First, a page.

Tip 8. Create granular, product-first campaign structures

A common mistake brands make is blending brand and non-brand performance data. Outside of smaller sellers where a simpler structure may be necessary, larger brands need to tie campaigns to individual products, with ad groups split into category, branded and competitor terms (at a minimum). This allows brands to better understand where conversions are coming from, effectively add and bid on new keywords and taper back spend where it isn’t creating additional value.


Tip 9. Utilize conversion rate, TACOS, and ACOS when evaluating progress

When a brand has a high conversion rate on a given keyword and is generating a lot of sales, a high advertising cost of sale (ACOS) is not necessarily bad. This is why conversion rate, rather than CPC or ACOS, needs to be a big factor in how brands value advertising. It’s also why it’s wise to use TACOS, which includes organic plus ad-derived sales, to better determine overall business trajectory and value of ad spend for a given product.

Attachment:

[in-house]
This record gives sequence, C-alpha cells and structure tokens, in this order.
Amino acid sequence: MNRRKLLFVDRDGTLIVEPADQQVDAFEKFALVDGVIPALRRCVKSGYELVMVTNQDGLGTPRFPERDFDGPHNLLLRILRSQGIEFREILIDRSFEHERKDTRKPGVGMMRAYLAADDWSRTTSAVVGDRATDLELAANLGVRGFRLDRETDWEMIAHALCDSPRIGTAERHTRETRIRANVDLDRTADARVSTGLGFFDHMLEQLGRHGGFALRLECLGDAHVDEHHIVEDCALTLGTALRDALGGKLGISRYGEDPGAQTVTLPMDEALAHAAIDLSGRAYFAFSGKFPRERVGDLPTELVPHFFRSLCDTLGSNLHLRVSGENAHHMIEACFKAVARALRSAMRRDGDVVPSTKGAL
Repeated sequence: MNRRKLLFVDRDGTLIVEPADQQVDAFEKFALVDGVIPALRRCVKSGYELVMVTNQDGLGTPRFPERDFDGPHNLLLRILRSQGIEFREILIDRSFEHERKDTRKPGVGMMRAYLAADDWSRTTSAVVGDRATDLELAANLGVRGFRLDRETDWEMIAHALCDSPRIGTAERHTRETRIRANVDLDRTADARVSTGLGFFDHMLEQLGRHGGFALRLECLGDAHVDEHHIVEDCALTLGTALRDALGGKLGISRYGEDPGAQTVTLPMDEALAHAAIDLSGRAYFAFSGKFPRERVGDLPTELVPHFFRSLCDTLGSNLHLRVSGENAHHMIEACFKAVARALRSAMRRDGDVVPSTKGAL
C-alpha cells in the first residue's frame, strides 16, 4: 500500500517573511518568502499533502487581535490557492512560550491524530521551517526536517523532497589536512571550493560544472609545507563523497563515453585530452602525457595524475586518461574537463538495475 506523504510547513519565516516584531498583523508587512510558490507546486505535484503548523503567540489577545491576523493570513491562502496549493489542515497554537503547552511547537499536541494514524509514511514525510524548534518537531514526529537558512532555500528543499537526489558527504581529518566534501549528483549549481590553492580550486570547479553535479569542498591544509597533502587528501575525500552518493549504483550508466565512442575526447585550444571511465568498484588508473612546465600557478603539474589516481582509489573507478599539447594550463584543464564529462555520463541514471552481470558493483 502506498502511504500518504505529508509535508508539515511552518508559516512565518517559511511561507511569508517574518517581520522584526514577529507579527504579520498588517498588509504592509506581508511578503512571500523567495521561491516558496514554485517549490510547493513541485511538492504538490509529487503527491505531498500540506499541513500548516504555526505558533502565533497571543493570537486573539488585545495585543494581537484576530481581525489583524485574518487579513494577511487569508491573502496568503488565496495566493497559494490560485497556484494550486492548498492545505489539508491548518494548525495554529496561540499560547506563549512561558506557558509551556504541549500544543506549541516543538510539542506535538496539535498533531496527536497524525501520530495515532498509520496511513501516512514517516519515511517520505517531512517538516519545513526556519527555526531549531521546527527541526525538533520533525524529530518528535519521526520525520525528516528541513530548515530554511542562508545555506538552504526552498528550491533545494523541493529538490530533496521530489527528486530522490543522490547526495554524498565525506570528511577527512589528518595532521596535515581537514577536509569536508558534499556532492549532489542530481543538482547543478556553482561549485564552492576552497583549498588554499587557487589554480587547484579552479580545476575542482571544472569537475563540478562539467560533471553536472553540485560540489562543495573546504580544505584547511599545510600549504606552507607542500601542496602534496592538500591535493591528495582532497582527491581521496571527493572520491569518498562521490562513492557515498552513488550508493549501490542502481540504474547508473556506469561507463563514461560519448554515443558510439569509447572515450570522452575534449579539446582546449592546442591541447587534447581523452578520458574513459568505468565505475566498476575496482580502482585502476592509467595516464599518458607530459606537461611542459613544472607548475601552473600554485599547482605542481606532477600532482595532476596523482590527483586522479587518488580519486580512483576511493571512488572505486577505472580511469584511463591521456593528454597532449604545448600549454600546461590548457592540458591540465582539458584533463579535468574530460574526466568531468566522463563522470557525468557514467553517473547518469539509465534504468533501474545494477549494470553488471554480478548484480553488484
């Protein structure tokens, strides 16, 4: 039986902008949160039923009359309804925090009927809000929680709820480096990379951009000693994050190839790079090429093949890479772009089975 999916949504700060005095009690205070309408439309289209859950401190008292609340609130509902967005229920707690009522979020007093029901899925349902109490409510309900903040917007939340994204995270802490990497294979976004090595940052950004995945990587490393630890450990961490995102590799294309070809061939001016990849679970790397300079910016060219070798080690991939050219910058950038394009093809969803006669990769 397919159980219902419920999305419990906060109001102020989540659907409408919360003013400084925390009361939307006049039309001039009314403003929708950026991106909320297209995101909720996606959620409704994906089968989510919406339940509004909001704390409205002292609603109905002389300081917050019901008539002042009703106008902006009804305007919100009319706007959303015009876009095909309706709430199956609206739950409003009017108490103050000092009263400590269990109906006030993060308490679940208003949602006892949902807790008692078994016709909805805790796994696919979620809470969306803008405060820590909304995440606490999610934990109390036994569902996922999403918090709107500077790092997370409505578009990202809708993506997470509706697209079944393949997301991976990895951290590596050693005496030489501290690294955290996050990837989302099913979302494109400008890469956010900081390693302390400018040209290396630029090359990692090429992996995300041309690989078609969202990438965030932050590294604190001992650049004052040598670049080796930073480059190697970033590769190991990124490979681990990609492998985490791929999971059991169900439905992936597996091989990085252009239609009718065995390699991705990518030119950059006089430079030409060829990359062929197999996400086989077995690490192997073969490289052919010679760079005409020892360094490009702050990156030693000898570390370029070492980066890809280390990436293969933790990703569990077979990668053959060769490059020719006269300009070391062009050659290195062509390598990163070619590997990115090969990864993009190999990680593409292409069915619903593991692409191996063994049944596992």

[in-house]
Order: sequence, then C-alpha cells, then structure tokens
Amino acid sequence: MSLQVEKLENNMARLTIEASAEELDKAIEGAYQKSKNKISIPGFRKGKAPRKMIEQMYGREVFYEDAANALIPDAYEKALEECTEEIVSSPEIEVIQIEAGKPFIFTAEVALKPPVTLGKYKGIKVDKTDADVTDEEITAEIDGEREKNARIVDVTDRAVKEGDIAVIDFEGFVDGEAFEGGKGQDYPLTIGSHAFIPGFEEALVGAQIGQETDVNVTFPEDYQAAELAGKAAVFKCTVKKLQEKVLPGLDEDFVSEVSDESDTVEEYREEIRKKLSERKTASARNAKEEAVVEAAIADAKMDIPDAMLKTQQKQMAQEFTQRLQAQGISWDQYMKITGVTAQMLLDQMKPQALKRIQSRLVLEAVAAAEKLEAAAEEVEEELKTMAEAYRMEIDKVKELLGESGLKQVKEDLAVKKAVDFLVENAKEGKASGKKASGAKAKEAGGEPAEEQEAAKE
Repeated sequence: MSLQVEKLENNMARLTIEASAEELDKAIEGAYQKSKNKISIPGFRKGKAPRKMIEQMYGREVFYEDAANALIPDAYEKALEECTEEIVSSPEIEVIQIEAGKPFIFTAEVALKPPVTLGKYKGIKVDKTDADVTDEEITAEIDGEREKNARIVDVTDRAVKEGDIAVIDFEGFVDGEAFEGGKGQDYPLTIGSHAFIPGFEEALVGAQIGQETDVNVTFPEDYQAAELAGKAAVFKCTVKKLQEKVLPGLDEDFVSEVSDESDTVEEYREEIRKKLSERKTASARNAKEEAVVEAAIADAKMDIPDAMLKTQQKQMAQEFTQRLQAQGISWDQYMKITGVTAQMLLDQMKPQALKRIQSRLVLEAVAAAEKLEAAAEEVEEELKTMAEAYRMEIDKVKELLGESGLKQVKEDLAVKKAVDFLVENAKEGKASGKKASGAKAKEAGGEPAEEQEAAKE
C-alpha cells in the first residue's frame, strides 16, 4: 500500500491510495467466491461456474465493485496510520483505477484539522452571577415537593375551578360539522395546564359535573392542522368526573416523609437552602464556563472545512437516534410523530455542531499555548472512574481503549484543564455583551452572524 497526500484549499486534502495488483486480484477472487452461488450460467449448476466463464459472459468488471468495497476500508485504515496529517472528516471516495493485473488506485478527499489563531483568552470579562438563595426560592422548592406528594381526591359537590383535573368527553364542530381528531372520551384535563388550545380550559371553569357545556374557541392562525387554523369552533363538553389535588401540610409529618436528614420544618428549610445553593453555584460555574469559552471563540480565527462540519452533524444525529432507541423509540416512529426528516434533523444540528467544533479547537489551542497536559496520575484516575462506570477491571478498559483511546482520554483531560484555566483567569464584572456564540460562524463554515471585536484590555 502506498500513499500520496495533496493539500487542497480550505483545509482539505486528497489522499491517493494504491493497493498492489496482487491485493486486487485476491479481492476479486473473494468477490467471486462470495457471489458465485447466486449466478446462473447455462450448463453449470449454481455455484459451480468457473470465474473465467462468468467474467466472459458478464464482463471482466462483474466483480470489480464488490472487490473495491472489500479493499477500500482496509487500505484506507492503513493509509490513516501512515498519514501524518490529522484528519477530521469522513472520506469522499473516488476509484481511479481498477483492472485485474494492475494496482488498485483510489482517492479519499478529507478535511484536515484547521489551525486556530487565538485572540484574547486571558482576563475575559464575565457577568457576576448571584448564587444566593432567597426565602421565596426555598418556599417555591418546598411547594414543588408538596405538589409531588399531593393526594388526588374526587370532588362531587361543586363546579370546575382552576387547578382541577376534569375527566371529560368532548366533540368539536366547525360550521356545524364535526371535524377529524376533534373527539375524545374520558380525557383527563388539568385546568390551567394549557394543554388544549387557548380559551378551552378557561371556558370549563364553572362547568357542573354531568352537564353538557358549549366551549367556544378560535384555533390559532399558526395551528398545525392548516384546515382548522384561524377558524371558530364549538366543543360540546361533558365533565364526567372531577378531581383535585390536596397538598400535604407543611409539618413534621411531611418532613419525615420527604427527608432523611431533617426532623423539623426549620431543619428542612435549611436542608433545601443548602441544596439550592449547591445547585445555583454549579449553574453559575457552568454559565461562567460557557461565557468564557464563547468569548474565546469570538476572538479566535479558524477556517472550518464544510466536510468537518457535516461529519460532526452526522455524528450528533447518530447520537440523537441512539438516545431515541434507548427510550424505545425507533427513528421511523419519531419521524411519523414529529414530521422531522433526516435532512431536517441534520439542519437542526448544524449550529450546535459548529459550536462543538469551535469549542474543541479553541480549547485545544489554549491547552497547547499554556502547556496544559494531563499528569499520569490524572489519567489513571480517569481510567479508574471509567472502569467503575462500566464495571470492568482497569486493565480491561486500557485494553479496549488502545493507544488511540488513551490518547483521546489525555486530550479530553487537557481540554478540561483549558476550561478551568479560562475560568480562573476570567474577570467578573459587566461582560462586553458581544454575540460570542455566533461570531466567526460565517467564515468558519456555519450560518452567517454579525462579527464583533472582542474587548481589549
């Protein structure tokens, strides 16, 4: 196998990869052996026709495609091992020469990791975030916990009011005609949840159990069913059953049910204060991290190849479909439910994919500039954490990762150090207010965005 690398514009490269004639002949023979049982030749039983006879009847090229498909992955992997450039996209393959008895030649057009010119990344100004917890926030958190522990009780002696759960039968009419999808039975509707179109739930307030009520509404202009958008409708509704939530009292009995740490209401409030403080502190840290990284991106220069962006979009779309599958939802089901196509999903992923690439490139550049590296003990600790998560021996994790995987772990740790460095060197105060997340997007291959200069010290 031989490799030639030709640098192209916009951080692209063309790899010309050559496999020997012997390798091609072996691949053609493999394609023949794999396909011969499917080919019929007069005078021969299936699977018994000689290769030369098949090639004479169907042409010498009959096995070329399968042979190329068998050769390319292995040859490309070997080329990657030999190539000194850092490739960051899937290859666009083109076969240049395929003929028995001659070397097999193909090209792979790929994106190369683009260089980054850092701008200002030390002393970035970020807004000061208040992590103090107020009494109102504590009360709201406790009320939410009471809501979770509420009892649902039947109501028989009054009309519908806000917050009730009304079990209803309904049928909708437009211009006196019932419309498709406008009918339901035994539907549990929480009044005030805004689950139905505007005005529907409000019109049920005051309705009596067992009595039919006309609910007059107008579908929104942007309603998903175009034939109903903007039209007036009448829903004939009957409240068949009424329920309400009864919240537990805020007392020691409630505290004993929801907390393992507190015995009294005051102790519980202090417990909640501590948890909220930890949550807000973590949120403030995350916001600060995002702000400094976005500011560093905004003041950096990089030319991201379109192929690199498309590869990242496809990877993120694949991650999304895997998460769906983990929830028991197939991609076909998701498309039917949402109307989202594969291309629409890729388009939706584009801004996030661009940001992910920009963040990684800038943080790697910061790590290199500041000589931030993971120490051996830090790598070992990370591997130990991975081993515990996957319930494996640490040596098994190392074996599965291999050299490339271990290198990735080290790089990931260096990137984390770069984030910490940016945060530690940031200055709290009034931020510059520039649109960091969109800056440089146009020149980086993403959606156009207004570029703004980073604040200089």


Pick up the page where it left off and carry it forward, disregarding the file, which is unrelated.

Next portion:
Tip 10. Have a framework to confidently test new opportunities

Finally, e-commerce is a constantly moving target. It’s important you have the organizational structure in place to test new ad or targeting types as they debut, investigate new channels, and test selling new product variations. It’s never a good idea for marketers to rest on their laurels, even if business is in a great place. There are competitors that are bent on stealing market share, and they will find any advantage at their disposal to do so. A little paranoia — paired with careful planning and these 10 approaches to Amazon — is a good thing.